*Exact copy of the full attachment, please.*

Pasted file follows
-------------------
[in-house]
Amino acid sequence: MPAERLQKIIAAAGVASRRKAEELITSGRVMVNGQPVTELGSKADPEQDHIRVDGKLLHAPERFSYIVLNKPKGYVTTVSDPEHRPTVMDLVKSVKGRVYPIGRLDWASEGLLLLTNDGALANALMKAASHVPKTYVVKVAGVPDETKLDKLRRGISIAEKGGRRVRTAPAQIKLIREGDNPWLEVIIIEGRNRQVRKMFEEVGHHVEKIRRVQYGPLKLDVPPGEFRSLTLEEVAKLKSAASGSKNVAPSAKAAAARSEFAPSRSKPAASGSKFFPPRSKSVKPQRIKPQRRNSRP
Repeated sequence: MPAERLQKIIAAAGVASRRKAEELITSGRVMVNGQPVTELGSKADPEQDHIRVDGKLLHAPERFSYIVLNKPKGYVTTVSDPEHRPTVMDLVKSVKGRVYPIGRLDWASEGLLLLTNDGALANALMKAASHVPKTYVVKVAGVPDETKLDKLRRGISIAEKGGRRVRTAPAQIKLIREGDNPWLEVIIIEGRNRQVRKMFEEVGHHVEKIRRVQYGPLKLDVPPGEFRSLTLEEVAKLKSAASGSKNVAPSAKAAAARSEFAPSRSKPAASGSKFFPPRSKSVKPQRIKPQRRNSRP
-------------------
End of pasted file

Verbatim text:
[in-house]
Amino acid sequence: MPAERLQKIIAAAGVASRRKAEELITSGRVMVNGQPVTELGSKADPEQDHIRVDGKLLHAPERFSYIVLNKPKGYVTTVSDPEHRPTVMDLVKSVKGRVYPIGRLDWASEGLLLLTNDGALANALMKAASHVPKTYVVKVAGVPDETKLDKLRRGISIAEKGGRRVRTAPAQIKLIREGDNPWLEVIIIEGRNRQVRKMFEEVGHHVEKIRRVQYGPLKLDVPPGEFRSLTLEEVAKLKSAASGSKNVAPSAKAAAARSEFAPSRSKPAASGSKFFPPRSKSVKPQRIKPQRRNSRP
Repeated sequence: MPAERLQKIIAAAGVASRRKAEELITSGRVMVNGQPVTELGSKADPEQDHIRVDGKLLHAPERFSYIVLNKPKGYVTTVSDPEHRPTVMDLVKSVKGRVYPIGRLDWASEGLLLLTNDGALANALMKAASHVPKTYVVKVAGVPDETKLDKLRRGISIAEKGGRRVRTAPAQIKLIREGDNPWLEVIIIEGRNRQVRKMFEEVGHHVEKIRRVQYGPLKLDVPPGEFRSLTLEEVAKLKSAASGSKNVAPSAKAAAARSEFAPSRSKPAASGSKFFPPRSKSVKPQRIKPQRRNSRP